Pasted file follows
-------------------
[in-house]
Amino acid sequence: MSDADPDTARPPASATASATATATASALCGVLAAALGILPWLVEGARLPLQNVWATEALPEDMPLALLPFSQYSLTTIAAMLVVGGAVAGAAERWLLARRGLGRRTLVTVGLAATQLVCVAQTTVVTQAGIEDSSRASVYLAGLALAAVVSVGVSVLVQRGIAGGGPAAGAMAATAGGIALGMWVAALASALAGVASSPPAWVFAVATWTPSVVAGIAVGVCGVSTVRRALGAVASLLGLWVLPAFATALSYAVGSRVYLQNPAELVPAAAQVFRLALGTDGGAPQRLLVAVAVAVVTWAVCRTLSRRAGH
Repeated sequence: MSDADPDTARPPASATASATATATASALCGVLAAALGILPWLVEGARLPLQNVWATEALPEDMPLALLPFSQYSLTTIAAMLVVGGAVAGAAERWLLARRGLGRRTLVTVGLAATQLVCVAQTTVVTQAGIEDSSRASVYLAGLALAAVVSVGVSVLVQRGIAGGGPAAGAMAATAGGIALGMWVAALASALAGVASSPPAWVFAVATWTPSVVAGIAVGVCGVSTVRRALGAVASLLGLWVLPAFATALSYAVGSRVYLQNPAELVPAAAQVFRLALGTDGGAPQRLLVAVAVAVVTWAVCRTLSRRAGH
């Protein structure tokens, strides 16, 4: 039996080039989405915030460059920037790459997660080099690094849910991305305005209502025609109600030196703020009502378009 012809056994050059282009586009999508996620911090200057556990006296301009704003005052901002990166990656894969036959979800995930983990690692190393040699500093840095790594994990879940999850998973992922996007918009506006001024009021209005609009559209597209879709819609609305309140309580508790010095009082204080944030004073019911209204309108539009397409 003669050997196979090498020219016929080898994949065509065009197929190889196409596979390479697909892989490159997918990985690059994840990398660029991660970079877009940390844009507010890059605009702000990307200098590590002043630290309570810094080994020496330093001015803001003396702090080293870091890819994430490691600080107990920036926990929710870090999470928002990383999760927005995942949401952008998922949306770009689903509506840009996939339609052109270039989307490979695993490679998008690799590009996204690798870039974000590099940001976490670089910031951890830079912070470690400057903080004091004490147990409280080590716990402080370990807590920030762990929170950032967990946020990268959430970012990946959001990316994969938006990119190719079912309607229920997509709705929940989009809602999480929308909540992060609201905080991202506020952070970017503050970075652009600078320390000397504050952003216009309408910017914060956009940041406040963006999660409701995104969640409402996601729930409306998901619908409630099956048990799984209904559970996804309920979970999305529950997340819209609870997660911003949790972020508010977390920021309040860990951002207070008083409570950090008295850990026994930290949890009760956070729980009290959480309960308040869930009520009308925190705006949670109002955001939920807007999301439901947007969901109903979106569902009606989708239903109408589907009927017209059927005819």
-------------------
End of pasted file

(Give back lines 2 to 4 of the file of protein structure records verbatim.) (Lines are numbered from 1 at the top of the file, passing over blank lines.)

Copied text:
Amino acid sequence: MSDADPDTARPPASATASATATATASALCGVLAAALGILPWLVEGARLPLQNVWATEALPEDMPLALLPFSQYSLTTIAAMLVVGGAVAGAAERWLLARRGLGRRTLVTVGLAATQLVCVAQTTVVTQAGIEDSSRASVYLAGLALAAVVSVGVSVLVQRGIAGGGPAAGAMAATAGGIALGMWVAALASALAGVASSPPAWVFAVATWTPSVVAGIAVGVCGVSTVRRALGAVASLLGLWVLPAFATALSYAVGSRVYLQNPAELVPAAAQVFRLALGTDGGAPQRLLVAVAVAVVTWAVCRTLSRRAGH
Repeated sequence: MSDADPDTARPPASATASATATATASALCGVLAAALGILPWLVEGARLPLQNVWATEALPEDMPLALLPFSQYSLTTIAAMLVVGGAVAGAAERWLLARRGLGRRTLVTVGLAATQLVCVAQTTVVTQAGIEDSSRASVYLAGLALAAVVSVGVSVLVQRGIAGGGPAAGAMAATAGGIALGMWVAALASALAGVASSPPAWVFAVATWTPSVVAGIAVGVCGVSTVRRALGAVASLLGLWVLPAFATALSYAVGSRVYLQNPAELVPAAAQVFRLALGTDGGAPQRLLVAVAVAVVTWAVCRTLSRRAGH
């Protein structure tokens, strides 16, 4: 039996080039989405915030460059920037790459997660080099690094849910991305305005209502025609109600030196703020009502378009 012809056994050059282009586009999508996620911090200057556990006296301009704003005052901002990166990656894969036959979800995930983990690692190393040699500093840095790594994990879940999850998973992922996007918009506006001024009021209005609009559209597209879709819609609305309140309580508790010095009082204080944030004073019911209204309108539009397409 003669050997196979090498020219016929080898994949065509065009197929190889196409596979390479697909892989490159997918990985690059994840990398660029991660970079877009940390844009507010890059605009702000990307200098590590002043630290309570810094080994020496330093001015803001003396702090080293870091890819994430490691600080107990920036926990929710870090999470928002990383999760927005995942949401952008998922949306770009689903509506840009996939339609052109270039989307490979695993490679998008690799590009996204690798870039974000590099940001976490670089910031951890830079912070470690400057903080004091004490147990409280080590716990402080370990807590920030762990929170950032967990946020990268959430970012990946959001990316994969938006990119190719079912309607229920997509709705929940989009809602999480929308909540992060609201905080991202506020952070970017503050970075652009600078320390000397504050952003216009309408910017914060956009940041406040963006999660409701995104969640409402996601729930409306998901619908409630099956048990799984209904559970996804309920979970999305529950997340819209609870997660911003949790972020508010977390920021309040860990951002207070008083409570950090008295850990026994930290949890009760956070729980009290959480309960308040869930009520009308925190705006949670109002955001939920807007999301439901947007969901109903979106569902009606989708239903109408589907009927017209059927005819």